As more and more Hong Kong artists are featured in exhibitions taking place in, or held by art spaces in mainland China, the development of Hong Kong art is no longer confined to the dichotomy of either focusing on issues of locality or to leave Hong Kong for an overseas career. Rather, China provides a middle ground between the two, thus enables Hong Kong art to broaden its spectrum (in terms of art organizations, art administration, creative media and art criticism etc.). Bono Lee, author of Chic China Chic (Enrich Publishing, 2008) once remarked: “In the past, Hong Kong is the entire world for us. Now Hong Kong people are like sugar cubes melted into a big pot of Chinese tea”.[v] What matters is whether Hong Kong, with its own unique attributes, still has a role to play while it dissolves into this giant melting pot of Chinese culture. This is the city’s biggest identity crisis since the handover, as well as an intriguing challenge to Hong Kong artists. Ever since the “ ’85 New Wave”[vi] that gave birth to the first generation of Chinese contemporary art which gained international attention, Chinese artists with different personal histories and education backgrounds created a kaleidoscope of Chinese contemporary art; this might be the way out for Hong Kong art.
6. A photo taken by the author at a Beijng bookshop in which Zhu Qi's book, Xianggang meishu shi (History of Hong Kong Fine Arts), is categorized as Western art as well as Chinese art.
The absence of Hong Kong art from the Chinese scene will gradually come to an end (Plate 6). For Hong Kong artists, if setting up a local studio represents the beginning of a professional career, then exhibiting or founding a studio on the other side of the border means taking a further step to respond to challenges posed by China that would eventually change the face of Hong Kong art. The next step is perhaps to come face to face with personal issues that Hong Kong artists have always shunned and evaded, while breaking down our boundaries to see China or the entire world as the stage of our art.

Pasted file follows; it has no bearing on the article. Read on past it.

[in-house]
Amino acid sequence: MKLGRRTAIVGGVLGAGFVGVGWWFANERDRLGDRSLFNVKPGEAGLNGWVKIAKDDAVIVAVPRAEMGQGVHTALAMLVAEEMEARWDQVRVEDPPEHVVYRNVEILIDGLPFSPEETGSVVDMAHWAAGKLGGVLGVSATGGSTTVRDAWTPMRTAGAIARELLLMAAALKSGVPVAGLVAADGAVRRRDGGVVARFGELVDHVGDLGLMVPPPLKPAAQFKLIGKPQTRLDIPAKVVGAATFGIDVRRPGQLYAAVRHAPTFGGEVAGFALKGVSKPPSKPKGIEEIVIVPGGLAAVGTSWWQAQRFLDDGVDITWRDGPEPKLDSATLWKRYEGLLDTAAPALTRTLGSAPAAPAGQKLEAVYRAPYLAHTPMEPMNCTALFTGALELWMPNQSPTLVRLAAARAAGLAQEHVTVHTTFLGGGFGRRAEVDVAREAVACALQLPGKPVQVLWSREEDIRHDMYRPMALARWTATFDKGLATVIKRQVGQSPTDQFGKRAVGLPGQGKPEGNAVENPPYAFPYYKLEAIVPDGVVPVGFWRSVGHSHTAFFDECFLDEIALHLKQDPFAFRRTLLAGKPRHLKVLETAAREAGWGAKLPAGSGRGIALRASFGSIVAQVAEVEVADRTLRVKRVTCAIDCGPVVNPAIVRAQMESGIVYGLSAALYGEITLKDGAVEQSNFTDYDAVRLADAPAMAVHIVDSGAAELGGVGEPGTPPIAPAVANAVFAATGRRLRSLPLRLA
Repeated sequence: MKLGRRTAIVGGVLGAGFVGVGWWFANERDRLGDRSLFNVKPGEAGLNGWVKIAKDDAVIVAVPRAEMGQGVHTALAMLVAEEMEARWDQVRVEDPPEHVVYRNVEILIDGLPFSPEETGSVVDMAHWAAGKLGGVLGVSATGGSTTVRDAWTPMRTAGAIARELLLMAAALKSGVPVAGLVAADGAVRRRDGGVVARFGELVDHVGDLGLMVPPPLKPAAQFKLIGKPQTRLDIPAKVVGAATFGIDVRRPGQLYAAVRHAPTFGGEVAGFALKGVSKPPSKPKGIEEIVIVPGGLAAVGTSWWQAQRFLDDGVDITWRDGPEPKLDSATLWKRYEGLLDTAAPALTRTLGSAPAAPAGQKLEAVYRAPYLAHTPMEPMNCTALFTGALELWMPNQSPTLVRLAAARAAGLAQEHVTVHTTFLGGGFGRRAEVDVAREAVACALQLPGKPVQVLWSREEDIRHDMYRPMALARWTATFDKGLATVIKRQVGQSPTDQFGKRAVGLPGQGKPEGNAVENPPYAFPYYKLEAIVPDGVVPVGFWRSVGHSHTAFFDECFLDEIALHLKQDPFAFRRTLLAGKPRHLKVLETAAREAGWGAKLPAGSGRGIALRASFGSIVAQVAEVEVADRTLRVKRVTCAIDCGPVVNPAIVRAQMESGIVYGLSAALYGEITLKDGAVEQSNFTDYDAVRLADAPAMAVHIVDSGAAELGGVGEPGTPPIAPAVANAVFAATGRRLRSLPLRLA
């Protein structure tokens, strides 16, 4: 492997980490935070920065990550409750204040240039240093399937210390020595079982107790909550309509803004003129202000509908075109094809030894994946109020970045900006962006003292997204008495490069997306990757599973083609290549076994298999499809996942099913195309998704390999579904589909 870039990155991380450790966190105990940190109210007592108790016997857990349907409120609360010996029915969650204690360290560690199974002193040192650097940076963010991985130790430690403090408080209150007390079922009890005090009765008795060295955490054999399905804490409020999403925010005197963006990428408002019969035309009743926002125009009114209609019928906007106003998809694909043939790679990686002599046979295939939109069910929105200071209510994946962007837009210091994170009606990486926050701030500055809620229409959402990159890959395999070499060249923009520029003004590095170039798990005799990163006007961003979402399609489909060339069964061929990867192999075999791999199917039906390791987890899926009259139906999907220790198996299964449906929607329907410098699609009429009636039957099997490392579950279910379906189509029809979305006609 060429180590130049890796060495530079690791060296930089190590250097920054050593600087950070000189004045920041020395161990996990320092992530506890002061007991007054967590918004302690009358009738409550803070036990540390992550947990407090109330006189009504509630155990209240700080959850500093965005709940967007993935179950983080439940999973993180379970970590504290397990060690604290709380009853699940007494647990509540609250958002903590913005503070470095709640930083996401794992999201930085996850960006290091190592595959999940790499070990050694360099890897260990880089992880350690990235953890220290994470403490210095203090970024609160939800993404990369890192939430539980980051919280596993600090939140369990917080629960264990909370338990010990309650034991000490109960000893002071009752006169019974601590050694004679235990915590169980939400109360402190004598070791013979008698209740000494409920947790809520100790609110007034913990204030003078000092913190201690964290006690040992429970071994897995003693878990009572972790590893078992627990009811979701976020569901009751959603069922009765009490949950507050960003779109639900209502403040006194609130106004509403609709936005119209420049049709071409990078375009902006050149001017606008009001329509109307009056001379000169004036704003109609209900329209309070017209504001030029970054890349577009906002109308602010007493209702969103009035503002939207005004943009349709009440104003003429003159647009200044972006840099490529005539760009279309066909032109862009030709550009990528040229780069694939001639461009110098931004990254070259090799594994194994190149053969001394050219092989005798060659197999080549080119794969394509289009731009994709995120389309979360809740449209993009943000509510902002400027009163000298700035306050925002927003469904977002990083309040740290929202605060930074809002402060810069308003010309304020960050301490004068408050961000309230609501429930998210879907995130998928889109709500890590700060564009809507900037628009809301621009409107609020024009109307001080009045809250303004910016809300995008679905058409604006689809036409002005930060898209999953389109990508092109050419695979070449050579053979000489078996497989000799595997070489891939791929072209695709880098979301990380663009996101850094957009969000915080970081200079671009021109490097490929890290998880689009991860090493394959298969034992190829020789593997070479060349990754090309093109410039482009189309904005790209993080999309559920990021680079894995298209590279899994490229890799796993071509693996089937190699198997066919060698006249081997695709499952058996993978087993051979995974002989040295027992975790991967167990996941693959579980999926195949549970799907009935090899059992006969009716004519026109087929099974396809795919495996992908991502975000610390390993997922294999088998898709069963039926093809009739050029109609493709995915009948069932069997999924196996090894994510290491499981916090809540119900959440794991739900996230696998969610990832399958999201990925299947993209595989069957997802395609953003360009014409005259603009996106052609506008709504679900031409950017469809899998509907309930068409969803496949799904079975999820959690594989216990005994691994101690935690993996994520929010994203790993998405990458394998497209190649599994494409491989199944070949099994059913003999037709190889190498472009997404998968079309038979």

Lam Tung-pang is Hong Kong Artist
[i] In 1984 Deng Xiaoping met the Foreign Secretary of the United Kingdom and stated, “On the issue of Hong Kong, we first put forward the guarantee that the existing capitalist system and way of life should remain unchanged for fifty years after 1997.” Deng Xiaoping, Deng Xiaoping lun Xianggang wenti (Xianggang: Sanlian shudian [Xianggang] youxian gongsi, 1993), p. 9.
[ii] Related reports include: Que Shi Pa, ‘Niaochao xia qianxi de yishujia’, Mingpao, 24 August 2008, p. 25; Leung Chin-fung, “‘Niaochao zhi xia’ de ‘bei shang gang (yi) ren’,” Wenweipo, 2 August 2008, C01; Xu Xianshi, “Shenghuo zai tafang: Xianggang yishujia de Beijing tiyan,” Mingpao Weekly, vol. 2072, 26 July 2008, p. 90; “Niaochao xia de Jing Gang yishu,” AM730, 14 July 2008, p. 34; Liang Jiali, Chen Meiqi, “Yishu zhi du shi zenyang xingcheng de?” U-Magazine, vol. 130, 2008, pp. 8-9; Liang Jiali, “Xianggang qingnian yishujia huaxiang: Zhou Junhui x Lin Dongpeng,” U-Magazine, vol. 140, 8 August 2008, pp. 20-27; Bonnie Pau, “Yishu qianxi”, Perspective, October 2008, pp. 78-79; “The Works” Interview in TV program of Radio Television Hong Kong, 5 August 2008. Janice Leung, “Capital Gains,” South China Morning Post, 16 October 2007.
[iii] The interview record is stored in Asia Art Archive, DVD (English), 1 hour 3 minutes, Location Code: CDAAA.000023.
[iv] Leung Chin-fung Jeff, “Zhuangzhi zhong de shehui huayu: xie ‘Dangdai gongrong’ liti ji zhuangzhi yishu zhan,” Wenweipo, 4 November 2007.
[v] Bono Lee, “Xin Xin Zhongguo hou Xianggang”, Mingpao, 16 March 2008, p. 30.
[vi] An exhibition “'85 New Wave: The Birth of Chinese Contemporary Art” was held in Ullens Center for Contemporary Art, Beijing in 2007. Curator Fei Dawei took a retrospective look at the “'85 New Wave” which emerged in the 1980s in China. Considered a turning point in Chinese contemporary art, the movement brought changes to the mainstream art in China at the time with its radical and critical spirit, and it gained international attention and instigated a great deal of academic discussion.
Published in Chan Yuk-keung; Wan Chui-ki Maggie, Hong Kong Visual Arts Yearbook 2008, pp115-125 ISBN: 978-962-7055-15-0 http://www.hkvisualartsyearbook.org/2008/aboutyearbook.php